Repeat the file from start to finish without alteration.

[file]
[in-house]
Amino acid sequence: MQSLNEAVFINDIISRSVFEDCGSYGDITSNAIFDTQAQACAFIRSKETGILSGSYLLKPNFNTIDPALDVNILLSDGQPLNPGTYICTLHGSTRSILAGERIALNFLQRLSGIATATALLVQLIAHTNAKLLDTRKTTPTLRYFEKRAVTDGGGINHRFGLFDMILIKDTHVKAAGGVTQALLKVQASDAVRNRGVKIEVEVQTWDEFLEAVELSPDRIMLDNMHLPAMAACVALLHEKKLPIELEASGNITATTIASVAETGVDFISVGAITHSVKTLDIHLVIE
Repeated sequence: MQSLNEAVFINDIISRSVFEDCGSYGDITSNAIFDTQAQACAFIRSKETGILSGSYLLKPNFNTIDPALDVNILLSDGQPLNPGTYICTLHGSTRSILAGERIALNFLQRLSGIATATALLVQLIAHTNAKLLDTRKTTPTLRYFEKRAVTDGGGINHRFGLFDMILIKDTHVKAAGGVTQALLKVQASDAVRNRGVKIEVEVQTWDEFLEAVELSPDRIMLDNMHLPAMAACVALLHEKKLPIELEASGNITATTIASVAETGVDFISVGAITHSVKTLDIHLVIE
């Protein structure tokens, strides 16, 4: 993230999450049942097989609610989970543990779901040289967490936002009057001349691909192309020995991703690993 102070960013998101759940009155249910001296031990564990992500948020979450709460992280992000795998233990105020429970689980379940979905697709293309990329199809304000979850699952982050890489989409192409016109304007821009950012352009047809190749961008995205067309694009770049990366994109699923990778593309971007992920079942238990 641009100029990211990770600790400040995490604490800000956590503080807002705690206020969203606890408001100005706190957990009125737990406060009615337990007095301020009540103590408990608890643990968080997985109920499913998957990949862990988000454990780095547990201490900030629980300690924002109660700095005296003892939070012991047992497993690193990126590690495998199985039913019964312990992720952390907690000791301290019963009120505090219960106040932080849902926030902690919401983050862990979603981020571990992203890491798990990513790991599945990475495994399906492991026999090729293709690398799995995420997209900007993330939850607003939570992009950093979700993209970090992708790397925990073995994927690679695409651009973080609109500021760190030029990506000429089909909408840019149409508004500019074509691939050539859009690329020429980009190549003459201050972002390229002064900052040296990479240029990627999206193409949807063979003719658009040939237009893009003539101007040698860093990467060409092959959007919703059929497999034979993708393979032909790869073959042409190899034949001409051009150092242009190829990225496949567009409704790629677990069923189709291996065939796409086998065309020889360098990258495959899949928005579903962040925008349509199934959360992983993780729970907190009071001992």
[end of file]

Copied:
[in-house]
Amino acid sequence: MQSLNEAVFINDIISRSVFEDCGSYGDITSNAIFDTQAQACAFIRSKETGILSGSYLLKPNFNTIDPALDVNILLSDGQPLNPGTYICTLHGSTRSILAGERIALNFLQRLSGIATATALLVQLIAHTNAKLLDTRKTTPTLRYFEKRAVTDGGGINHRFGLFDMILIKDTHVKAAGGVTQALLKVQASDAVRNRGVKIEVEVQTWDEFLEAVELSPDRIMLDNMHLPAMAACVALLHEKKLPIELEASGNITATTIASVAETGVDFISVGAITHSVKTLDIHLVIE
Repeated sequence: MQSLNEAVFINDIISRSVFEDCGSYGDITSNAIFDTQAQACAFIRSKETGILSGSYLLKPNFNTIDPALDVNILLSDGQPLNPGTYICTLHGSTRSILAGERIALNFLQRLSGIATATALLVQLIAHTNAKLLDTRKTTPTLRYFEKRAVTDGGGINHRFGLFDMILIKDTHVKAAGGVTQALLKVQASDAVRNRGVKIEVEVQTWDEFLEAVELSPDRIMLDNMHLPAMAACVALLHEKKLPIELEASGNITATTIASVAETGVDFISVGAITHSVKTLDIHLVIE
């Protein structure tokens, strides 16, 4: 993230999450049942097989609610989970543990779901040289967490936002009057001349691909192309020995991703690993 102070960013998101759940009155249910001296031990564990992500948020979450709460992280992000795998233990105020429970689980379940979905697709293309990329199809304000979850699952982050890489989409192409016109304007821009950012352009047809190749961008995205067309694009770049990366994109699923990778593309971007992920079942238990 641009100029990211990770600790400040995490604490800000956590503080807002705690206020969203606890408001100005706190957990009125737990406060009615337990007095301020009540103590408990608890643990968080997985109920499913998957990949862990988000454990780095547990201490900030629980300690924002109660700095005296003892939070012991047992497993690193990126590690495998199985039913019964312990992720952390907690000791301290019963009120505090219960106040932080849902926030902690919401983050862990979603981020571990992203890491798990990513790991599945990475495994399906492991026999090729293709690398799995995420997209900007993330939850607003939570992009950093979700993209970090992708790397925990073995994927690679695409651009973080609109500021760190030029990506000429089909909408840019149409508004500019074509691939050539859009690329020429980009190549003459201050972002390229002064900052040296990479240029990627999206193409949807063979003719658009040939237009893009003539101007040698860093990467060409092959959007919703059929497999034979993708393979032909790869073959042409190899034949001409051009150092242009190829990225496949567009409704790629677990069923189709291996065939796409086998065309020889360098990258495959899949928005579903962040925008349509199934959360992983993780729970907190009071001992």